Undergraduate, post-baccalaureate and master’s students enrolled in the Cal State Long Beach (CSULB) biotechnology program will be trained in the theory and techniques of stem cell research thanks to a new grant, the university announced Wednesday.
The training prepares students to enter the California workforce with long-term career opportunities as stem cell researchers, supported by a $3.045 million grant from the California Institute for Regenerative Medicine (CIRM), stated the announcement.
“The new CIRM grant will support patient engagement activities to help students focus on the fact there is an urgency to stem cell research and we need to accelerate the development of drugs and treatments,” stated Lisa Klig, a professor of molecular genetics at CSULB, who oversees the program alongside developmental biology professor Elizabeth Eldon. “Research can take on a timeline of its own, but when you interact with somebody who has a disease it makes you want to cure it in their lifetime.”
The potential applications for stem cell therapy are countless. The aforementioned drugs and treatments could aid those with debilitating illnesses, including Parkinson’s and Alzheimer’s, as well as blindness (macular degeneration). Those affected by stroke, brain and spinal cord injuries, muscular dystrophy, diabetes, cancer, baldness, arthritis, deafness, even missing teeth, could also benefit from stem cell therapy.
Between 30 and 40 students enroll in the two-year stem cell track of the post-baccalaureate Biotechnology Certificate Program at CSULB, according to the announcement. The first year consists of coursework and laboratory research supported by mentoring, while students study the exploration of drug development processes and the advancement of therapies to ultimately accelerate that advancement. Undergraduates are allowed to participate in the program while concurrently working toward their bachelor’s degree, which they must complete in order to receive the certificate.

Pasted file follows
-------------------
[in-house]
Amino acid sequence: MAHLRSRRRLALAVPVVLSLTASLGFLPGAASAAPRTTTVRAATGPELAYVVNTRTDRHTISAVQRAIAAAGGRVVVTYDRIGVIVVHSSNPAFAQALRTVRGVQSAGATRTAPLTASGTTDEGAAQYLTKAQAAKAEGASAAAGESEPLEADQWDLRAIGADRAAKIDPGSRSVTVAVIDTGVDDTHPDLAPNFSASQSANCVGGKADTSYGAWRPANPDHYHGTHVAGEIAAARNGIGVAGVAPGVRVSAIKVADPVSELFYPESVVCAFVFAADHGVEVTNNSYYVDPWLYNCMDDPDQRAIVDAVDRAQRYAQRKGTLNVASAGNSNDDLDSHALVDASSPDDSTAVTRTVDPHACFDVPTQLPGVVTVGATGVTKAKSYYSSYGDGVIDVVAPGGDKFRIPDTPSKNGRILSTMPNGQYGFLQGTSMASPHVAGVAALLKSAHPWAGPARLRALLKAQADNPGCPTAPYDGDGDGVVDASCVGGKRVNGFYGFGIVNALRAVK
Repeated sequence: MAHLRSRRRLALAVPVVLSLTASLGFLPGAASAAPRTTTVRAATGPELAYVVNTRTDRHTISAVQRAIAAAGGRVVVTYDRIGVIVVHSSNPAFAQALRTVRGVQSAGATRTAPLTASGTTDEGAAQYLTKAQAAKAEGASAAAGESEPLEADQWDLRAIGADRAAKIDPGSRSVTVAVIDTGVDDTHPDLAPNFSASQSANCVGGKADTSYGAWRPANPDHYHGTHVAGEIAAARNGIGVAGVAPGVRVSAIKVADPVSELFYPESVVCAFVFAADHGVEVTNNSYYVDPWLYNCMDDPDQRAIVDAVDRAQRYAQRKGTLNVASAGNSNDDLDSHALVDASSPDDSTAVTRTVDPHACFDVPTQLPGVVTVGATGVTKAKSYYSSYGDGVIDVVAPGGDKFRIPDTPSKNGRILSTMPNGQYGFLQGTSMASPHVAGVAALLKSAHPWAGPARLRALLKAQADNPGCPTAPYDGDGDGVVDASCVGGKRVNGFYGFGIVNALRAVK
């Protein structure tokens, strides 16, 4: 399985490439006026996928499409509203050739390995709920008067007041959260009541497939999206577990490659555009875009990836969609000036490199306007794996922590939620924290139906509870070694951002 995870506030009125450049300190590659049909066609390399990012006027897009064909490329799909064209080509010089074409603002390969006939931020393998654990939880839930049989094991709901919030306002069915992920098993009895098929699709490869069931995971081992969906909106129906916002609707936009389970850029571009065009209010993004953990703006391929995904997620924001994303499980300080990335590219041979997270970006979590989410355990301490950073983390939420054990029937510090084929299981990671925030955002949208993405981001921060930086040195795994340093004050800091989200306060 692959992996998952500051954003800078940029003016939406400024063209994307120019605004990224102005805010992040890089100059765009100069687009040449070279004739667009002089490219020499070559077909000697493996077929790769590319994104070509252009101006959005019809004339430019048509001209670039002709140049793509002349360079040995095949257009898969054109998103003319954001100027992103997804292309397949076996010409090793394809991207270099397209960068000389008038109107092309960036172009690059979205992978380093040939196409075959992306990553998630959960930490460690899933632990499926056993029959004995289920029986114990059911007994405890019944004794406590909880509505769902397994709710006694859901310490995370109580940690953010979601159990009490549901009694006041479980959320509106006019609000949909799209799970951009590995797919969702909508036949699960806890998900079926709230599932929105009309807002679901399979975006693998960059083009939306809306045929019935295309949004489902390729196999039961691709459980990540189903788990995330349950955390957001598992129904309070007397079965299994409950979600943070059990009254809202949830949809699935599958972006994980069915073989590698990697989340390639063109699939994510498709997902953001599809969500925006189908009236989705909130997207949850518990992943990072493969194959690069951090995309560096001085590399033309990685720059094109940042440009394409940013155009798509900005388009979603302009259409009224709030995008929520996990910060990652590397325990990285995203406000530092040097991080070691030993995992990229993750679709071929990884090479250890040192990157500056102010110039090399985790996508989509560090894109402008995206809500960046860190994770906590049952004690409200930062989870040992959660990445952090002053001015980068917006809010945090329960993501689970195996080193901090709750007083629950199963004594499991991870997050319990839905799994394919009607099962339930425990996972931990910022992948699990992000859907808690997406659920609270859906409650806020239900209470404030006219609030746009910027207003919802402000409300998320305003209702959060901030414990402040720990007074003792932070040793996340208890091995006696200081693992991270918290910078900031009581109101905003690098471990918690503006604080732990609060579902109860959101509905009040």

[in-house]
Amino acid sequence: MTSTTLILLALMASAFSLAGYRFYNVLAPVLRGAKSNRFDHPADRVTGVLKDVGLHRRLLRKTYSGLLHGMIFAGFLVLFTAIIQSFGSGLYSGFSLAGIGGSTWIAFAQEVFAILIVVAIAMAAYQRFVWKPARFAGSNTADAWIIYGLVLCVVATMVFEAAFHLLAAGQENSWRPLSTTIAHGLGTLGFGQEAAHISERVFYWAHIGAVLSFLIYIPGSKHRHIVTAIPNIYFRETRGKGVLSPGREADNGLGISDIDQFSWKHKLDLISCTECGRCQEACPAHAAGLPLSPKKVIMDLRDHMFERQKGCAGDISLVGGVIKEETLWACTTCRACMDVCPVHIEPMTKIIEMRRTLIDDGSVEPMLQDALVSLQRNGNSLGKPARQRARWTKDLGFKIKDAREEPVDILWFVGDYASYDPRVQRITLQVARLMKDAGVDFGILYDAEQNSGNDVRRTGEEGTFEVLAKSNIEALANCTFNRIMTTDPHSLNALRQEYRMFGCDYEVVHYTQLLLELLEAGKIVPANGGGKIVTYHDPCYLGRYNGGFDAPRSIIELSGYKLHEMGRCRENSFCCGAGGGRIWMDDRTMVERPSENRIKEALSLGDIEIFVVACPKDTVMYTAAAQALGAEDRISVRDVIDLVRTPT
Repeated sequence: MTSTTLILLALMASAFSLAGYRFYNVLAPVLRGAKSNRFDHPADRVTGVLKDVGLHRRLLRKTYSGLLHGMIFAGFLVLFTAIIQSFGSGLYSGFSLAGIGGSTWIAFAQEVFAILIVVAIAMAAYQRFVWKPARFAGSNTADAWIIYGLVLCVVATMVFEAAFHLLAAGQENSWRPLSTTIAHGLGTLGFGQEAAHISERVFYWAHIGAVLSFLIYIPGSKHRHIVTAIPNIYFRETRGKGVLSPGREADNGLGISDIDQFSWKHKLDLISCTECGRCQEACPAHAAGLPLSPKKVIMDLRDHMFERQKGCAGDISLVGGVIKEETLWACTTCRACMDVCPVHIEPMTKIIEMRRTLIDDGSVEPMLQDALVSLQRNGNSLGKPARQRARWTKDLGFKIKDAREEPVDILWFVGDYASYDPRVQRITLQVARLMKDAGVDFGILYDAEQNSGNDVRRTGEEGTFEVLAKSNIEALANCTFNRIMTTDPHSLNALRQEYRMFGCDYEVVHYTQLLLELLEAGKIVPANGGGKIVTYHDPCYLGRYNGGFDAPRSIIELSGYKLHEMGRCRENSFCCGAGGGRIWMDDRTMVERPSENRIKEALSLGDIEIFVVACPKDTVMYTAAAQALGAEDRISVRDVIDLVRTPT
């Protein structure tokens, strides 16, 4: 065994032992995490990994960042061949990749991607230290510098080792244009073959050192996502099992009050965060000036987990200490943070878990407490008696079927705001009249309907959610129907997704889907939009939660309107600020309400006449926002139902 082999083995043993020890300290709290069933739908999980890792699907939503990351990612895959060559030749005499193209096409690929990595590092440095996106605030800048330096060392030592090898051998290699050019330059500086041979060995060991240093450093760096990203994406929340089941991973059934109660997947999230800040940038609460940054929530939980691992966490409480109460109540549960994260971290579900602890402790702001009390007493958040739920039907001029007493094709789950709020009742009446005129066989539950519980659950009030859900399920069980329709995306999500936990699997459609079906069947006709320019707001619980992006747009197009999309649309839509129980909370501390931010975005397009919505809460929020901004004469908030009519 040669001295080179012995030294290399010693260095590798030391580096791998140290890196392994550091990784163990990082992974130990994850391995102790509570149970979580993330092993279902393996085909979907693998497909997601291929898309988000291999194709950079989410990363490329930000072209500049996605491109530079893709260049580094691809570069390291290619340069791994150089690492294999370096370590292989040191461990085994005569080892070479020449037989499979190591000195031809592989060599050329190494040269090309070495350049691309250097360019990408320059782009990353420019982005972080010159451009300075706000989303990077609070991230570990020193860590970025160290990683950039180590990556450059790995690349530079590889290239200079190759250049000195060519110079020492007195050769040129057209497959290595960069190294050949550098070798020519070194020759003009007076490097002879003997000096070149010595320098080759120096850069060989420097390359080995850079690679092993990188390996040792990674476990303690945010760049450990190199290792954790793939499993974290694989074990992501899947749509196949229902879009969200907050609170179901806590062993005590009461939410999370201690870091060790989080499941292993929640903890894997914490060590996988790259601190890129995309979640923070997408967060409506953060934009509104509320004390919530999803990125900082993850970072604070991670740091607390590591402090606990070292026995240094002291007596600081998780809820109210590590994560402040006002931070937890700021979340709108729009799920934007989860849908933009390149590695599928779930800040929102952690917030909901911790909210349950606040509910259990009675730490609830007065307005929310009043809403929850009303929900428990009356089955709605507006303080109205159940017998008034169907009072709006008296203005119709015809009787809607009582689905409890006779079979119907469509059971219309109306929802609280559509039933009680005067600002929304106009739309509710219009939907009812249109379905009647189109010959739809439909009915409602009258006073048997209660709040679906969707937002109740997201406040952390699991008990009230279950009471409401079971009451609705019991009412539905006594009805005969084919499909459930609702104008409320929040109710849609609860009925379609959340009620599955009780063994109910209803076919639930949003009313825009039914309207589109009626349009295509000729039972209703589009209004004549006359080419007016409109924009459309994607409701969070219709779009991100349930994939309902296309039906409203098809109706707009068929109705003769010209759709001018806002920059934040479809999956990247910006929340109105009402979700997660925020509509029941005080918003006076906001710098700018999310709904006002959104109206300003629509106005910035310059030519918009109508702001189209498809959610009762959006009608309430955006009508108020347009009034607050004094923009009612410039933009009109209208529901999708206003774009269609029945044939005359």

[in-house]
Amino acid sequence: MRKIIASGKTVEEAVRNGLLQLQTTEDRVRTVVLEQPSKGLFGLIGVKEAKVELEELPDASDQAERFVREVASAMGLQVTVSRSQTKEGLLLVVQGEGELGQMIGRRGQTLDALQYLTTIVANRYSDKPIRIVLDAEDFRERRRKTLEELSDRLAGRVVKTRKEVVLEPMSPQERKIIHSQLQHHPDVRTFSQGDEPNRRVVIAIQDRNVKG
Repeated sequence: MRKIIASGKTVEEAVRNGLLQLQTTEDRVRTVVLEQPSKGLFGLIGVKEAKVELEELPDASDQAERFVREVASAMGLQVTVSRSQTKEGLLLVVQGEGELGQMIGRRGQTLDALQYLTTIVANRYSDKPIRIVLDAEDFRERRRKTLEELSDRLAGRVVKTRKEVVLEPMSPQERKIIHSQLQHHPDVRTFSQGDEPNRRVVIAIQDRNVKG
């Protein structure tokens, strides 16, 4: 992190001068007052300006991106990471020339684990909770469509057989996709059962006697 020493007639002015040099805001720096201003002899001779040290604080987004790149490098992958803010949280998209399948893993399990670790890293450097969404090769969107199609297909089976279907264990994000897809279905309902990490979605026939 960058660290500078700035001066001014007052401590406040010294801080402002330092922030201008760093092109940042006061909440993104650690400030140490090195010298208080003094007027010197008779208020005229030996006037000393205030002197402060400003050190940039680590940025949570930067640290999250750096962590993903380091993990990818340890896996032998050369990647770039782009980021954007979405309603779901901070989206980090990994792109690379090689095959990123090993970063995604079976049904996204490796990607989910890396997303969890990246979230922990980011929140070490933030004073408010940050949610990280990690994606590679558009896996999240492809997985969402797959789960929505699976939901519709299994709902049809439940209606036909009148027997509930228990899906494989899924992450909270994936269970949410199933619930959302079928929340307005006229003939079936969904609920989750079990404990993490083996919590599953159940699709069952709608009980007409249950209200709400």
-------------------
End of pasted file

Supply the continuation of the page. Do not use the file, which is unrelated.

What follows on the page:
During their second year, 10 students will be selected for an internship to perform full-time, paid research in one of over 30 stem cell laboratories at Cedars-Sinai, City of Hope and UC Irvine. Their research will then contribute to scientific publications and clinical trials. Interns will interact directly with patients and participate in activities at Children’s Hospital Orange County and with representatives from the VA Long Beach Healthcare System, directly interacting with patients. Additionally, interns will take part in three types of community outreach and education activities.